The MAC construction described above and in the following may provide sufficiently low forgery probabilities even for short tag values and short keys, i.e. tags and keys having a length of less than 10-15 digits and/or characters and/or other symbols, e.g. 4-6 hexadecimal characters, so as to allow a user to communicate and/or compare the tag values.

As used herein, the term message is intended to comprise any digital data item the integrity and/or authenticity of which is to be verified. Examples of messages include data items sent from a sender to a receiver, e.g. via a wireless communications link, data items generated separately or in cooperation by different devices, and the like.

In some embodiments, at least a contribution to the message is communicated from a sender to a receiver via a first communications channel; and the tag value and, optionally, the key are communicated via a second communications channel separate from the first channel. In one embodiment, the second communications channel involves a user interaction.

For example, the entire message may be communicated or, in some embodiments, each device participating in the communication may generate a contribution to the final message and send the contribution to the respective other device. Both devices then generate the final message. In this case, one or more of the transmitted contributions and/or the final message may be verified by the method described above and in the following.

Further preferred embodiments are disclosed in the dependant claims.

It is noted that the features of the method described above and in the following may be implemented in software and carried out in a data processing system or other processing means caused by the execution of computer-executable instructions. The instructions may be program code means loaded in a memory, such as a RAM, from a storage medium or from another computer via a computer network. Alternatively, the described features may be implemented by hardwired circuitry instead of software or in combination with software.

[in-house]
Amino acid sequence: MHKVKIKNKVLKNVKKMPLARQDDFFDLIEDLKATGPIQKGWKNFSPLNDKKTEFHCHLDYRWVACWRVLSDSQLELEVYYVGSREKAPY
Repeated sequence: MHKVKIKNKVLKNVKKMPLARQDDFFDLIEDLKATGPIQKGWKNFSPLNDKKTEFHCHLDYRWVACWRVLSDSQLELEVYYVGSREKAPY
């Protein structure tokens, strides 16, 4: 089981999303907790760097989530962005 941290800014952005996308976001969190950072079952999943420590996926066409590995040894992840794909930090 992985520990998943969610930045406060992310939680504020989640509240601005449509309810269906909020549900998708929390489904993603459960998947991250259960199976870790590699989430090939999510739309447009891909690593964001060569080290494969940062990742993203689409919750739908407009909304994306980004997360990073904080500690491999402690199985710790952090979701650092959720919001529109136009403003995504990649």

Embodiments of the present invention can be implemented in various ways including the method described above and in the following, a communications device, and further product means, each yielding one or more of the benefits and advantages described in connection with the first-mentioned method, and each having one or more embodiments corresponding to the embodiments described in connection with the first-mentioned method and disclosed in the dependant claims.

Some embodiments of the present invention also relate to a communications device for communicating data messages, the communications device comprising processing means adapted to determine a tag value from a message and from a key according to a message authentication code, the processing means being adapted to:

    • select one of a plurality of symbols, the plurality of symbols forming a codeword encoding a data item derived from the message, the codeword encoding the data item according to an error correcting code, wherein said key determines which one of said plurality of symbols is selected; and
    • determine the tag value to be the selected symbol.

The term communications device comprises any device comprising suitable circuitry for receiving and/or transmitting communications signals, e.g. radio communications signals, to facilitate data communication. Examples of such devices include portable radio communications equipment and other handheld or portable devices. The term portable radio communications equipment includes all equipment such as mobile telephones, pagers, communicators, i.e. electronic organisers, smart phones, personal digital assistants (PDAs), handheld computers, or the like.

Further examples of communications devices include stationary communications equipment, for example stationary computers or other electronic equipment including a wireless communications interface. In one embodiment, one of the devices may be a network device, e.g. an access point of a computer network providing wireless access to that computer network, e.g. a LAN.